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July 20, 2018 

AmosWEB means Economics with a Touch of Whimsy!

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COMMON-PROPERTY GOOD: A good that's difficult to keep nonpayers from consuming, but use of the good by one person prevents use by others. Examples include oceans, the atmosphere, many lakes and streams, and large tracts of wilderness area or public parks. The term "common property" aptly describes the situation here, it's commonly owned and thus everyone has access to it, but it can be easily used up or destroyed. Many of our pollution problems occur because common property becomes a convenient place to dump waste materials. For efficiency, government needs to take charge of common-property goods, private exchange through markets can't do the job.

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ECONOMIST:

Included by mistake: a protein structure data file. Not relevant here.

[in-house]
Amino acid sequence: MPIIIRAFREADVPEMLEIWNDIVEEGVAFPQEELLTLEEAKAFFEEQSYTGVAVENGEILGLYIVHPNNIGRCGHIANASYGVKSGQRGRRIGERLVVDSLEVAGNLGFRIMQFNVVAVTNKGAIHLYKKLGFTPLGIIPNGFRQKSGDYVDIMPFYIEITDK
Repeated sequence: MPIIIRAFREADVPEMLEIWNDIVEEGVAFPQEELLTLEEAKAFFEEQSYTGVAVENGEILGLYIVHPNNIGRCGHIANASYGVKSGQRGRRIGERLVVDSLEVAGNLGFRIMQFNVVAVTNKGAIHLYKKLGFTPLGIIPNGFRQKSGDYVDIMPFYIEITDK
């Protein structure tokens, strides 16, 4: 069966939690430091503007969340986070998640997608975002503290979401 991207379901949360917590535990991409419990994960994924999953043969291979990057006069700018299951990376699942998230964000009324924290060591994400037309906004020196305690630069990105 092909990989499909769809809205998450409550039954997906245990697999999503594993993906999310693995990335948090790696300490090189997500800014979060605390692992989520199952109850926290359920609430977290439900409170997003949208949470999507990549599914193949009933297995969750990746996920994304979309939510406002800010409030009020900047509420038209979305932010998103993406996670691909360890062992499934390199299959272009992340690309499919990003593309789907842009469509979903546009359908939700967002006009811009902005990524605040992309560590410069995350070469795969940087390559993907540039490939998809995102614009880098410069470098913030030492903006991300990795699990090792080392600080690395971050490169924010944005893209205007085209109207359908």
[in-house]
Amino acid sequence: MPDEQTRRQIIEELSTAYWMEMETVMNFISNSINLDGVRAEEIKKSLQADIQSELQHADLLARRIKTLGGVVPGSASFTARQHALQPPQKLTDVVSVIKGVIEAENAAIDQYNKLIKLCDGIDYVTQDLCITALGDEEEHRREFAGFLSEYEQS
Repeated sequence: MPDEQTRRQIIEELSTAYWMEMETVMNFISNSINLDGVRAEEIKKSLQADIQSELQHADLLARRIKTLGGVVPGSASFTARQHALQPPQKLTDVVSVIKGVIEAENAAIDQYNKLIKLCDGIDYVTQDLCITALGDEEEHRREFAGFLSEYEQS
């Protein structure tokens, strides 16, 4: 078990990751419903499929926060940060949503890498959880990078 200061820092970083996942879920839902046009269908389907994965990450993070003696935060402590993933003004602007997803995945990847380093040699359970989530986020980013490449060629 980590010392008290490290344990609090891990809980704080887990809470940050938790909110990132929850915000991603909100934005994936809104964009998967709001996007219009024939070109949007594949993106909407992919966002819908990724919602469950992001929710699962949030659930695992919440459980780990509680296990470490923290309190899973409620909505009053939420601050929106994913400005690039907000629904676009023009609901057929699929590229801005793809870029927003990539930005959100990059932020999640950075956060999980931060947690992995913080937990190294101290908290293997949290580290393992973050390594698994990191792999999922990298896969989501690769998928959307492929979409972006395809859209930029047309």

A person who specializes in economics, especially through the study of economic theories and the accumulated body of economic knowledge. Economists spend their working lives at universities, colleges, government agencies, banks, insurance companies, and multinational corporations. They study economic events, analyze government policies, undertake scientific investigations, and of course pass along economic information to eager students and others seeking enlightenment.
An economist is someone who does economics. Many do economics for college students as academic professors at institutions of higher learning. Others do economics for governments and businesses by analyzing how the subtleties of the economy affect their particular activities. Most do economics by applying the scientific method to economic phenomena and pushing forth the frontiers of economic knowledge.

A Hypothetical Economist

George Grumpinkston provides a hypothetical model of an economist doing economics. He spends the bulk his time lecturing to eager college students at the hypothetical Ambling Institute of Technology. He grades exams. He answers questions. He explains economics.